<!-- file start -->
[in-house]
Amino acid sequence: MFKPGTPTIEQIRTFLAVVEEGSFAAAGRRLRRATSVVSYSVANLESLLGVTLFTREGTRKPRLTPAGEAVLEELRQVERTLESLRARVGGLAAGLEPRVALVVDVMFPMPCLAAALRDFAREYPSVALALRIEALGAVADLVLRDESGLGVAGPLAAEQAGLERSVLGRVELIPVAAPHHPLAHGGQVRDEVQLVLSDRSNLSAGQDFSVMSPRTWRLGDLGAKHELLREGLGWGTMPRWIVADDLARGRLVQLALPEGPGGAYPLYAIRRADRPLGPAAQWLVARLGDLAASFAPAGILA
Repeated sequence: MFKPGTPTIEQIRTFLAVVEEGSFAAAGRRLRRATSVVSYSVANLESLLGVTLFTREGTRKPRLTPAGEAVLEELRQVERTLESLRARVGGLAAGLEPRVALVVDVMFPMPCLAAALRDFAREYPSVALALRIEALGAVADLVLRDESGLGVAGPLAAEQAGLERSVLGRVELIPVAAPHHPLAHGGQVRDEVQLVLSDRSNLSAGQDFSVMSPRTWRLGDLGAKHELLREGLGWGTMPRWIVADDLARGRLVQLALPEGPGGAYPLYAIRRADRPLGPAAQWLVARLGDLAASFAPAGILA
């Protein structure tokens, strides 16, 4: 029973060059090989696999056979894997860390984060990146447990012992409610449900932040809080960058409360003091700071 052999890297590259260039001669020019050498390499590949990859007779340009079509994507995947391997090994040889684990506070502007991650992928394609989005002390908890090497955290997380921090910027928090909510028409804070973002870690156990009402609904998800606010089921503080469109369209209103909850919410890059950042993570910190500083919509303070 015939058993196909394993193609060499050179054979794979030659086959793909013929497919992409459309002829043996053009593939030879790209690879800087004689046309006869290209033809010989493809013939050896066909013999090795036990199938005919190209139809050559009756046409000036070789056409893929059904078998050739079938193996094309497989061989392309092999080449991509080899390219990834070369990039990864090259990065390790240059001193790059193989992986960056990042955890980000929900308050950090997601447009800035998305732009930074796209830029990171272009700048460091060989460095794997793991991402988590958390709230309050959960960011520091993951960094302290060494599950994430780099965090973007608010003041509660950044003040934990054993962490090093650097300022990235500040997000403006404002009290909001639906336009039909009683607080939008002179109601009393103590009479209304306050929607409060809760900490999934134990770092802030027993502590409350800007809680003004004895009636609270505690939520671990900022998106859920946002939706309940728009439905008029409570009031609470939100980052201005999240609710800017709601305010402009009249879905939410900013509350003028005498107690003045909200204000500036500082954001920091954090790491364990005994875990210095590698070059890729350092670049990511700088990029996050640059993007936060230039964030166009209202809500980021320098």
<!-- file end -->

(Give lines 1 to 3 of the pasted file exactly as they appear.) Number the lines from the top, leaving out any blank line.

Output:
[in-house]
Amino acid sequence: MFKPGTPTIEQIRTFLAVVEEGSFAAAGRRLRRATSVVSYSVANLESLLGVTLFTREGTRKPRLTPAGEAVLEELRQVERTLESLRARVGGLAAGLEPRVALVVDVMFPMPCLAAALRDFAREYPSVALALRIEALGAVADLVLRDESGLGVAGPLAAEQAGLERSVLGRVELIPVAAPHHPLAHGGQVRDEVQLVLSDRSNLSAGQDFSVMSPRTWRLGDLGAKHELLREGLGWGTMPRWIVADDLARGRLVQLALPEGPGGAYPLYAIRRADRPLGPAAQWLVARLGDLAASFAPAGILA
Repeated sequence: MFKPGTPTIEQIRTFLAVVEEGSFAAAGRRLRRATSVVSYSVANLESLLGVTLFTREGTRKPRLTPAGEAVLEELRQVERTLESLRARVGGLAAGLEPRVALVVDVMFPMPCLAAALRDFAREYPSVALALRIEALGAVADLVLRDESGLGVAGPLAAEQAGLERSVLGRVELIPVAAPHHPLAHGGQVRDEVQLVLSDRSNLSAGQDFSVMSPRTWRLGDLGAKHELLREGLGWGTMPRWIVADDLARGRLVQLALPEGPGGAYPLYAIRRADRPLGPAAQWLVARLGDLAASFAPAGILA